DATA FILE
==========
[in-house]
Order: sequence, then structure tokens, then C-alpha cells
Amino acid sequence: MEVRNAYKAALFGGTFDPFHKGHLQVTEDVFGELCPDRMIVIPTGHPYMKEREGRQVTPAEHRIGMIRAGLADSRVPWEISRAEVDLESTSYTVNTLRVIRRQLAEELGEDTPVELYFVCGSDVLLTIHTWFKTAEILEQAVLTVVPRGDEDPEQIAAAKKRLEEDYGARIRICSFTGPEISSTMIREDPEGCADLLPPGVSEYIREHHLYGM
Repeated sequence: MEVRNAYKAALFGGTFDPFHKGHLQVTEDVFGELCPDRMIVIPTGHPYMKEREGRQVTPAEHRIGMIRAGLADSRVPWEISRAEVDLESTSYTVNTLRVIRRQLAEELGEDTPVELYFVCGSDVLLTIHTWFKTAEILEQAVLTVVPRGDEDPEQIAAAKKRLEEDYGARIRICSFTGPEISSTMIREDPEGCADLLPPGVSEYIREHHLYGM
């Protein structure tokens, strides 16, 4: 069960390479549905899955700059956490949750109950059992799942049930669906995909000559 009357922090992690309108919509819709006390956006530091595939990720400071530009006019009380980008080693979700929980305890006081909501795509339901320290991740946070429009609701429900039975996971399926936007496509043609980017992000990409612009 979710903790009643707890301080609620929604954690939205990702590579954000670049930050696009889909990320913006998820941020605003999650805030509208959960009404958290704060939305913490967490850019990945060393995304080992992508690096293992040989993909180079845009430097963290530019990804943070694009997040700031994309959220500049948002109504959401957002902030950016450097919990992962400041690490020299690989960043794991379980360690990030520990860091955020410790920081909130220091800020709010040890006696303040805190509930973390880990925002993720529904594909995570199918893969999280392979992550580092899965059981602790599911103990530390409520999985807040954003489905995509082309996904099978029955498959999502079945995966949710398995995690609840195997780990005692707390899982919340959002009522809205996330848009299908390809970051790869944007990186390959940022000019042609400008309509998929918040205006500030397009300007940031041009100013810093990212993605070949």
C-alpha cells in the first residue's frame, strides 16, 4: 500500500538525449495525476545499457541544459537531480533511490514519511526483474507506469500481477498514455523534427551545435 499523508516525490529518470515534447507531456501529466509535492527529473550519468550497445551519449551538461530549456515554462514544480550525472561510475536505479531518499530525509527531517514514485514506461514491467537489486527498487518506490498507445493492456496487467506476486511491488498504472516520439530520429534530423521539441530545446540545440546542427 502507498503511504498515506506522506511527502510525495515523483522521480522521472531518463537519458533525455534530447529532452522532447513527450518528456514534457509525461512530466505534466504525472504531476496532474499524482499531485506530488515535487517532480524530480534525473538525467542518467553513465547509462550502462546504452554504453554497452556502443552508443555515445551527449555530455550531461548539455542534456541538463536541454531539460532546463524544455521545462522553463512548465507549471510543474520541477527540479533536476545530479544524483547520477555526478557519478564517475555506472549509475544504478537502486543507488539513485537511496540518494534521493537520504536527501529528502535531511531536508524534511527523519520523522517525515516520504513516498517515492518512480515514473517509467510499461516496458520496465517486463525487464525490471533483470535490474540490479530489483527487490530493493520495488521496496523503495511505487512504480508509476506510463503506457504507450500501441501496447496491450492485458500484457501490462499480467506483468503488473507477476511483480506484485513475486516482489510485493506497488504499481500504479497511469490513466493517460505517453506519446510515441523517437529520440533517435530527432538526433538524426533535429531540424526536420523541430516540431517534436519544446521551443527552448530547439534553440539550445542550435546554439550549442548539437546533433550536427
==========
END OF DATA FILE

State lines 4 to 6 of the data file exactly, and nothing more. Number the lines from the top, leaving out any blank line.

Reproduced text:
Repeated sequence: MEVRNAYKAALFGGTFDPFHKGHLQVTEDVFGELCPDRMIVIPTGHPYMKEREGRQVTPAEHRIGMIRAGLADSRVPWEISRAEVDLESTSYTVNTLRVIRRQLAEELGEDTPVELYFVCGSDVLLTIHTWFKTAEILEQAVLTVVPRGDEDPEQIAAAKKRLEEDYGARIRICSFTGPEISSTMIREDPEGCADLLPPGVSEYIREHHLYGM
């Protein structure tokens, strides 16, 4: 069960390479549905899955700059956490949750109950059992799942049930669906995909000559 009357922090992690309108919509819709006390956006530091595939990720400071530009006019009380980008080693979700929980305890006081909501795509339901320290991740946070429009609701429900039975996971399926936007496509043609980017992000990409612009 979710903790009643707890301080609620929604954690939205990702590579954000670049930050696009889909990320913006998820941020605003999650805030509208959960009404958290704060939305913490967490850019990945060393995304080992992508690096293992040989993909180079845009430097963290530019990804943070694009997040700031994309959220500049948002109504959401957002902030950016450097919990992962400041690490020299690989960043794991379980360690990030520990860091955020410790920081909130220091800020709010040890006696303040805190509930973390880990925002993720529904594909995570199918893969999280392979992550580092899965059981602790599911103990530390409520999985807040954003489905995509082309996904099978029955498959999502079945995966949710398995995690609840195997780990005692707390899982919340959002009522809205996330848009299908390809970051790869944007990186390959940022000019042609400008309509998929918040205006500030397009300007940031041009100013810093990212993605070949």
C-alpha cells in the first residue's frame, strides 16, 4: 500500500538525449495525476545499457541544459537531480533511490514519511526483474507506469500481477498514455523534427551545435 499523508516525490529518470515534447507531456501529466509535492527529473550519468550497445551519449551538461530549456515554462514544480550525472561510475536505479531518499530525509527531517514514485514506461514491467537489486527498487518506490498507445493492456496487467506476486511491488498504472516520439530520429534530423521539441530545446540545440546542427 502507498503511504498515506506522506511527502510525495515523483522521480522521472531518463537519458533525455534530447529532452522532447513527450518528456514534457509525461512530466505534466504525472504531476496532474499524482499531485506530488515535487517532480524530480534525473538525467542518467553513465547509462550502462546504452554504453554497452556502443552508443555515445551527449555530455550531461548539455542534456541538463536541454531539460532546463524544455521545462522553463512548465507549471510543474520541477527540479533536476545530479544524483547520477555526478557519478564517475555506472549509475544504478537502486543507488539513485537511496540518494534521493537520504536527501529528502535531511531536508524534511527523519520523522517525515516520504513516498517515492518512480515514473517509467510499461516496458520496465517486463525487464525490471533483470535490474540490479530489483527487490530493493520495488521496496523503495511505487512504480508509476506510463503506457504507450500501441501496447496491450492485458500484457501490462499480467506483468503488473507477476511483480506484485513475486516482489510485493506497488504499481500504479497511469490513466493517460505517453506519446510515441523517437529520440533517435530527432538526433538524426533535429531540424526536420523541430516540431517534436519544446521551443527552448530547439534553440539550445542550435546554439550549442548539437546533433550536427